By Harold Lockwood
Recently I have been on a continent-hopping tour through a different range of meetings and events, from which I have seen a pattern emerging, or at least a series of questions in my own mind, as I carry out my work in the WASH sector at an international level.
My first engagement was in Africa in early October to facilitate a three-day learning convening on behalf of a major foundation, which supports WASH investments. This brought together a range of partners, mainly international NGOs, to share experiences about learning and WASH issues. It was noteworthy that the organisers made an explicit effort to reach out to government, inviting five different senior country representatives to the meeting. The requirement to work more closely with government in terms of better understanding policy, norms and guidelines was a common theme in the convening and a mantra that was repeated over and over again during the course of the three days. My sense is that this is new – that we were not seeing this kind of call for alignment, certainly not ten years ago, and maybe not even five.
The second major event I attended was a three day South Asia regional meeting in Kathmandu in the middle of October organised by the World Bank (with financial support from AusAID), entitled ‘Rural Water Supply and Sanitation: towards long-term sustainability’. This was a meeting dominated by the public sector – big government, from (mostly) big countries – showcasing what can be done at scale. And because this is Asia some of the scale is truly impressive – programmes affecting millions of rural lives – with innovation and real impact. And most importantly in my view, because it is government taking the lead in these innovations they are much more likely to ‘stick’ and to go to scale.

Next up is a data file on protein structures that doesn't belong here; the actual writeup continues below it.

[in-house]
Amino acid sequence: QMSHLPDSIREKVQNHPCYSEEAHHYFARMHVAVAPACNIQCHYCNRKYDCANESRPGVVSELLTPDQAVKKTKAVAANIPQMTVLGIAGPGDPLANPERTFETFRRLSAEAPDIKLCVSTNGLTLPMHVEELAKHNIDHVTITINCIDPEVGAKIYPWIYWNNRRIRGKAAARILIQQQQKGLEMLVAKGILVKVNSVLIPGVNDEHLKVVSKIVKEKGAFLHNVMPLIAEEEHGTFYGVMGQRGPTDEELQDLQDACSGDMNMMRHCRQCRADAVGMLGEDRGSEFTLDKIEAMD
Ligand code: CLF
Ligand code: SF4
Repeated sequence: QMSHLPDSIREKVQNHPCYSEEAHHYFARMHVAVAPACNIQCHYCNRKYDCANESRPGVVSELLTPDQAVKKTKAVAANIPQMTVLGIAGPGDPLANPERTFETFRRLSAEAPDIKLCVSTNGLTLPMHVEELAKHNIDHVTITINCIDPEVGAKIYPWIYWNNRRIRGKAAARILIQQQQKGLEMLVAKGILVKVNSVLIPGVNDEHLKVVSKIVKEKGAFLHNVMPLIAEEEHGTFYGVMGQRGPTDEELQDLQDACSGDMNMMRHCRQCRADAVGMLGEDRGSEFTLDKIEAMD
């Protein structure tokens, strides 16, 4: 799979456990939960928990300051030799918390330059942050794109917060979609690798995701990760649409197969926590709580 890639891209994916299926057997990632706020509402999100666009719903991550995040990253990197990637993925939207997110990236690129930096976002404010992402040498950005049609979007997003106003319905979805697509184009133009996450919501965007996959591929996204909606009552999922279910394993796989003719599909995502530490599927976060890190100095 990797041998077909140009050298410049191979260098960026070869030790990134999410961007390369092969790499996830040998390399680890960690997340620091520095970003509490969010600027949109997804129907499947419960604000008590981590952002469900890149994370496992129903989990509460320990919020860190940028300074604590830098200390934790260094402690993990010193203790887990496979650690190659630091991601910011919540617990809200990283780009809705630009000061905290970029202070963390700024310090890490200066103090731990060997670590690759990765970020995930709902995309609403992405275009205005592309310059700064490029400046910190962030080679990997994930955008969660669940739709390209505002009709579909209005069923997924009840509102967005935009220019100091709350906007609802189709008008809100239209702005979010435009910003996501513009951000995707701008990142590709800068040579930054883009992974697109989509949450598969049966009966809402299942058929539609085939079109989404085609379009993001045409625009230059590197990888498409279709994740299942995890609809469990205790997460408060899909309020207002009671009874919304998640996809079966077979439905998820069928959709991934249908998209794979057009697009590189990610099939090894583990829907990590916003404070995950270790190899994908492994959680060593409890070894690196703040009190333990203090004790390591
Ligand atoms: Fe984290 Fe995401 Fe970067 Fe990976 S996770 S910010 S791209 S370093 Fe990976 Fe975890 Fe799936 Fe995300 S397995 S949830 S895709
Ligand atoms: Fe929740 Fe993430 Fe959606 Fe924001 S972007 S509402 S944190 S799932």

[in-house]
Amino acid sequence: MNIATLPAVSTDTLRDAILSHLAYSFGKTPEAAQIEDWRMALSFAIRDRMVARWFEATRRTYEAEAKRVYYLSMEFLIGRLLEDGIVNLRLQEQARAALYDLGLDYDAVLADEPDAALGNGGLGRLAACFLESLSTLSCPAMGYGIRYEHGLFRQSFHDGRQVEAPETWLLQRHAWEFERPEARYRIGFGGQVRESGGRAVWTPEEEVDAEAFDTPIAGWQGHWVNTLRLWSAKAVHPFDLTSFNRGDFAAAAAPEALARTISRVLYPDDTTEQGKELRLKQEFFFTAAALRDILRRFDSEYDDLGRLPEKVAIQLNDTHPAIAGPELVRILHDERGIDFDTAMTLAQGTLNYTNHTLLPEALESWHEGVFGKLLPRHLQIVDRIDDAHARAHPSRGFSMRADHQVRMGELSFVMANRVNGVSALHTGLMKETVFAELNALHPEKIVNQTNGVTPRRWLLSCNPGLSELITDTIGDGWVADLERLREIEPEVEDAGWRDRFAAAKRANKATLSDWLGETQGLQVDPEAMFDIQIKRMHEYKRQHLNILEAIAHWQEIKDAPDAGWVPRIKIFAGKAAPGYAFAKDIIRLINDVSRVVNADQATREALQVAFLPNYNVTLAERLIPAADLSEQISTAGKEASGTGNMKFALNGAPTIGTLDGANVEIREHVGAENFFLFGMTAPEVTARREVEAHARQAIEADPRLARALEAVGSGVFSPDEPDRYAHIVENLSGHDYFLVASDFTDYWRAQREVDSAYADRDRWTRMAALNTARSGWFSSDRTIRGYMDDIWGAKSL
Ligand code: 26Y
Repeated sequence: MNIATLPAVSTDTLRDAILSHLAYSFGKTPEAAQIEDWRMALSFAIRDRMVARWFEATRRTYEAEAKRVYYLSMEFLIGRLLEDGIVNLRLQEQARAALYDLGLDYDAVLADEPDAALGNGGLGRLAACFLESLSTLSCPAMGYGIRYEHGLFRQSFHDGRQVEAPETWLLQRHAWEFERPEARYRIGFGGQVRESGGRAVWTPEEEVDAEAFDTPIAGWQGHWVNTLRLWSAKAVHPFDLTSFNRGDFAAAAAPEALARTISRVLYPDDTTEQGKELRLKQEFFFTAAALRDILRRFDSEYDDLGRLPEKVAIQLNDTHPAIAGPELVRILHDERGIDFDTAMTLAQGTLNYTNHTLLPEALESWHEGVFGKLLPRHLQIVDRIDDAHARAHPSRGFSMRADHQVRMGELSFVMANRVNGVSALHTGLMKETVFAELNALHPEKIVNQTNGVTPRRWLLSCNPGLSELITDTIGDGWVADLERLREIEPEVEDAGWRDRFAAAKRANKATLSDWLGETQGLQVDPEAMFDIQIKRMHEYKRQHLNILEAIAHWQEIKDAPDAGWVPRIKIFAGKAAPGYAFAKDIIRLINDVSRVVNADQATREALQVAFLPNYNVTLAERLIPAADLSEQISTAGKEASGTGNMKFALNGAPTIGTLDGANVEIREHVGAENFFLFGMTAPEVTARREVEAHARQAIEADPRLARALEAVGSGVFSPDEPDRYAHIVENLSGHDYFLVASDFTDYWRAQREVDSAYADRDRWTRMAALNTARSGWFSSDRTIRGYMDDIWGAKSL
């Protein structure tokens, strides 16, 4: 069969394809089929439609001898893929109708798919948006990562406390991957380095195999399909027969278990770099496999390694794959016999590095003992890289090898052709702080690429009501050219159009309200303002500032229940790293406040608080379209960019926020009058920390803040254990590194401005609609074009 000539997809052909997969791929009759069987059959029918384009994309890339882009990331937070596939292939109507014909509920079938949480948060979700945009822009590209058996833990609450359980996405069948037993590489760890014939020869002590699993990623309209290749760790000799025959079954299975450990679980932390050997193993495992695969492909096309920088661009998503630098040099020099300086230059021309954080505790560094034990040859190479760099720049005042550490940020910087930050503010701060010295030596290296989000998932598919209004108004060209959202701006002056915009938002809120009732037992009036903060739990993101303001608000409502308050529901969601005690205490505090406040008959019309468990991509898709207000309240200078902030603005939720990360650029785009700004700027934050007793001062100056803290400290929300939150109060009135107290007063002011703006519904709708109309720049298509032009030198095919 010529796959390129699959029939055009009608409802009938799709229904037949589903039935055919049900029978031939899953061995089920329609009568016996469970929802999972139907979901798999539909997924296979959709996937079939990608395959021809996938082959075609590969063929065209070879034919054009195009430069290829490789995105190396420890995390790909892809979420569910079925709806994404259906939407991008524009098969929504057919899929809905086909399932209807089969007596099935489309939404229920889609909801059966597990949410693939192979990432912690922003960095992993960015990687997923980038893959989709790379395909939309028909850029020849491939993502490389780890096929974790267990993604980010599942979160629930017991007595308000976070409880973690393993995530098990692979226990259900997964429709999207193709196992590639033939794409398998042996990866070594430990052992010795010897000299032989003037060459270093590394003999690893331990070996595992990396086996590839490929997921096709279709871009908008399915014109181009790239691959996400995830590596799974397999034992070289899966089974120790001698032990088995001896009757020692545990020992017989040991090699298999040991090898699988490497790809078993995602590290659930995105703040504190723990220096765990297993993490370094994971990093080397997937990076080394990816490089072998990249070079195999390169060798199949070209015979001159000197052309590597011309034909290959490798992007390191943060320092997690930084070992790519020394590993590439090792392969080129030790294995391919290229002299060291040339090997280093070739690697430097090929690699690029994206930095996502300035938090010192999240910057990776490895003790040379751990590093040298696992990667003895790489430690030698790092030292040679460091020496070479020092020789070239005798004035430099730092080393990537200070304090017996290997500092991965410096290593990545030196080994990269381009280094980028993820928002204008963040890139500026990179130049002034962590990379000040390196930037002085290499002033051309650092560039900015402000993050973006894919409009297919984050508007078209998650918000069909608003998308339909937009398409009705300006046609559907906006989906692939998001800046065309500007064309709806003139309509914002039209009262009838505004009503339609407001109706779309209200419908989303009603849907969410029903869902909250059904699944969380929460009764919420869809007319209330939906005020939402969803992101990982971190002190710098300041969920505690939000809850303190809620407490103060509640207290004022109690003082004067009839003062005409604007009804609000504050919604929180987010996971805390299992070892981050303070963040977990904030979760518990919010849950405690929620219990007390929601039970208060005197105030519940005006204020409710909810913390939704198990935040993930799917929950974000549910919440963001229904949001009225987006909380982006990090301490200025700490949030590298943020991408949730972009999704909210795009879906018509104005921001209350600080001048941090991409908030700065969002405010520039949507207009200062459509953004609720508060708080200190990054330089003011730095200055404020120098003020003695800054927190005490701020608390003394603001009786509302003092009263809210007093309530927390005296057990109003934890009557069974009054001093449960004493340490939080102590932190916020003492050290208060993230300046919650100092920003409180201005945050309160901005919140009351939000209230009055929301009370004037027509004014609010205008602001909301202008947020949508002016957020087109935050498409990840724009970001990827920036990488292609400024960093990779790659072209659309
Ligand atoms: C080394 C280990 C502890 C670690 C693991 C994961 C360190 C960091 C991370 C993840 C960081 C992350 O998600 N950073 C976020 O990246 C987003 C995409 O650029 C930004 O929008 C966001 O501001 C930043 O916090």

The third leg of my autumnal odyssey took me to Chapel Hill in North Carolina to the UNC Water and Health 2012 Conference for a gathering of a mixed group, but one dominated by the sector in the United States of America, with many NGOs and charities, small and large – and as may be expected a fair few academics and post-doctorate students about the place. Our numbers were depleted somewhat by the arrival of Super Storm Sandy, which also forced me to leave early. But from the few sessions I attended my overwhelming impression was that many in the audience – and on the podium for that matter – seemed to have a blind spot when it comes to developing countries governments. Instead the refrain I heard most often was of ‘our projects’ and ‘our reporting’ and ‘our beneficiaries’. There seemed to be a general dismissal of the fact that developing country governments can and do function, albeit with major problems, constraints and issues around accountability and transparency.